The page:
If you own a business that runs into financial difficulty, and faces shutting down while owing quite a bit of money, you may wonder if you are liable for the debts of the business.
Here are some of the circumstances under which you are, or could be liable.
NO SEPARATE ENTITY.
If your business is a sole proprietorship, or is, for example, “Ostrich Airlines,” then any debts are incurred by the business ore also your debts, because you and the business are the same entity.
YOU GUARANTEED THE DEBTS.
Assuming that you have established a separate entity for your business, such as a corporation or LLC, you are still personally liable for any debts you guarantee. Often, when dealing with a small or newly starting company, lenders and suppliers will want a personal guarantee from the owner(s). If you have signed a personal guarantee, you are personally liable.
YOU DO SOMETHING THAT MAKES YOU SEPARATELY LIABLE.
If, for example, you are driving a car owned by your corporation, and are involved in an accident, you are personally liable, along with your corporation, for any injuries caused in the accident (assuming that the plaintiff can prove you were at fault.)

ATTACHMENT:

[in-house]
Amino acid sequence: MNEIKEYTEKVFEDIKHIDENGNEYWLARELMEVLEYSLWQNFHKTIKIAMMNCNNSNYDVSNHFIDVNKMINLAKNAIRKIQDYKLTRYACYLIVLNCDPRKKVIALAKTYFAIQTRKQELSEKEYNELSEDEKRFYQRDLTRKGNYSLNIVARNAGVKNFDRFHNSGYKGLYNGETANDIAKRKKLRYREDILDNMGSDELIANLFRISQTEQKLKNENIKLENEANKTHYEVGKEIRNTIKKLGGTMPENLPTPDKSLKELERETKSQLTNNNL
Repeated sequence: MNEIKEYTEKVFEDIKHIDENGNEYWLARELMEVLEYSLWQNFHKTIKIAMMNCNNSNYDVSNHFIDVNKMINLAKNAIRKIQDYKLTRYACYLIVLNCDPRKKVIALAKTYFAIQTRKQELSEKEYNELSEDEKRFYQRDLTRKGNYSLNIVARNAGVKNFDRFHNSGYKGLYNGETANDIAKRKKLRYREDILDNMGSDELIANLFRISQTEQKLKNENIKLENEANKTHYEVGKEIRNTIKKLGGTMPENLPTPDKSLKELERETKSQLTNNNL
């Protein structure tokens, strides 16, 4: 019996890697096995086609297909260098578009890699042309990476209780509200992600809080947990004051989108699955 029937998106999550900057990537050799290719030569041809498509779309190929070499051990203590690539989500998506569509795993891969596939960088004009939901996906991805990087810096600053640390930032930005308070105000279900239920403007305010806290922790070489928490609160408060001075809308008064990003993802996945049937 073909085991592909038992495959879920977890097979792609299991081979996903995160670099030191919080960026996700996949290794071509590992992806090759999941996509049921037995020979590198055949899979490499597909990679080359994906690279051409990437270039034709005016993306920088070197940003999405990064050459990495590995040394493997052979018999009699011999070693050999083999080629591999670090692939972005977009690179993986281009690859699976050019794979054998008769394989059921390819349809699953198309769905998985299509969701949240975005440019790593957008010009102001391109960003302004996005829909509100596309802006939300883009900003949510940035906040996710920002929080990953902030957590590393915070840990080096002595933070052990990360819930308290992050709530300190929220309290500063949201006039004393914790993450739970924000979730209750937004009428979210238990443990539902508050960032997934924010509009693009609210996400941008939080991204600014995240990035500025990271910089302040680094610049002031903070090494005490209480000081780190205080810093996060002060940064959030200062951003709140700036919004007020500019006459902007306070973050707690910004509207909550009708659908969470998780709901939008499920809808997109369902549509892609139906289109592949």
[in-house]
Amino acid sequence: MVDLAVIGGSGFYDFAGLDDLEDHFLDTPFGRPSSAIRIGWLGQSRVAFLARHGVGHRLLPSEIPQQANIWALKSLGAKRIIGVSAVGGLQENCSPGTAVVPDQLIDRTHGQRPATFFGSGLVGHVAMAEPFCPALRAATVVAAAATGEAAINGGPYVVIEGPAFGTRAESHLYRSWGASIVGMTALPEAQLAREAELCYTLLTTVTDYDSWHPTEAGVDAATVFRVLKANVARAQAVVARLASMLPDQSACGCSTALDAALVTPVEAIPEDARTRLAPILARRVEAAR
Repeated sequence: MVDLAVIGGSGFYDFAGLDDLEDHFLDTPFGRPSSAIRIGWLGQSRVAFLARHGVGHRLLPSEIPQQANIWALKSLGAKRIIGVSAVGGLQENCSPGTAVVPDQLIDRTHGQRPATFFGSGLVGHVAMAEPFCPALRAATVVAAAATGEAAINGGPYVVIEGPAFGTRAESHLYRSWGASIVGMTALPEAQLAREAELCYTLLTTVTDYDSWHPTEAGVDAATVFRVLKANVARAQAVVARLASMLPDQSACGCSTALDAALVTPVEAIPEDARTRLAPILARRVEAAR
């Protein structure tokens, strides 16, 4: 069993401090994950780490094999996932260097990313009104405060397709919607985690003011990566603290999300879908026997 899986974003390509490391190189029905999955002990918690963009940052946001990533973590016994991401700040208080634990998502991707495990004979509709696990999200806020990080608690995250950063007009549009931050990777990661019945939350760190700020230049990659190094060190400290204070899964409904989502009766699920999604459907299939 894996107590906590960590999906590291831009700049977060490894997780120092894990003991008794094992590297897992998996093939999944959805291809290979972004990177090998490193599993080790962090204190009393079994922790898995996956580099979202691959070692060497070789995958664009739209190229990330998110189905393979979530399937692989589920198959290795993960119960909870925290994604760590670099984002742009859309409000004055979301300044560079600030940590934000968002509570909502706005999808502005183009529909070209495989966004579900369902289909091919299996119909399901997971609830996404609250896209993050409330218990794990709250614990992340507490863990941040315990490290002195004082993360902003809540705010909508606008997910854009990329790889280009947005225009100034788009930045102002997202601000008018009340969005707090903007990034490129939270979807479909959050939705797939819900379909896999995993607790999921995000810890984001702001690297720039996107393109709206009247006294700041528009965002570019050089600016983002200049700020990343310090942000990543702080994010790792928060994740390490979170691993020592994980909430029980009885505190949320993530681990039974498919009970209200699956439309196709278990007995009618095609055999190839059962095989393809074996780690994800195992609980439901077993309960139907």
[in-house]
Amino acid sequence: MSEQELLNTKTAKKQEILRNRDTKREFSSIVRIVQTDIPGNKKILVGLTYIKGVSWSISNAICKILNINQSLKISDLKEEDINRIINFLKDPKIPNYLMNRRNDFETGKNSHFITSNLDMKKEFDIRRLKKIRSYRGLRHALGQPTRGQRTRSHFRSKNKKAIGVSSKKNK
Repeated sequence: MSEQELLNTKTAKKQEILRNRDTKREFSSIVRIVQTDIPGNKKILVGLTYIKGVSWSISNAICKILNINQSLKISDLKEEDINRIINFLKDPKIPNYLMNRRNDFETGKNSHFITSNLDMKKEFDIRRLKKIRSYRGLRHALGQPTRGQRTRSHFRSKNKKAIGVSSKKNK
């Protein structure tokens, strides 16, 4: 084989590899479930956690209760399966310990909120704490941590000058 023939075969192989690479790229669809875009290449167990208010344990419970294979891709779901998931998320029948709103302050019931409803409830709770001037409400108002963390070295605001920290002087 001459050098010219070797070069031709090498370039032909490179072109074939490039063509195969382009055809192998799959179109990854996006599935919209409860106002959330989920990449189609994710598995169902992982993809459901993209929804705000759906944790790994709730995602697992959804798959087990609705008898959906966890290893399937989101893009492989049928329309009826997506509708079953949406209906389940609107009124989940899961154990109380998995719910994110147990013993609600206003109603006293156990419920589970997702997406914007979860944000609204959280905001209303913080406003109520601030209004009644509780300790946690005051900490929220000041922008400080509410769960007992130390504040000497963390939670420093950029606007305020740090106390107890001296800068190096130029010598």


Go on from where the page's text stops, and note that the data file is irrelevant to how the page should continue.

Or, for another example, you own a corporation that employs a number of people. One disgruntled former employee who alleges underpayment of wages could sue the corporation, and join as a defendant, claiming that you personally were the one who set the company policies to underpay employees.
Incidentally, this firm has represented business owners in both of these above situations.
“PIERCING THE CORPORATE VEIL.”
Sometimes a court will disregard a corporate entity, meaning to assume that the corporation doesn’t exist, or is simply an “alter-ego” of the owners. This can happen where, for example, the owner uses corporate funds to pay personal debts, or takes money out of the corporation so that the corporation will be unable to pay its debts.
When suing a corporation, creditors often name owners or shareholders or directors in the lawsuit, on the assumption that they will be able to establish alter-ego liability.
For a free consultation regarding your potential personal liability and how to minimize your risks, call now (213) 509-1515.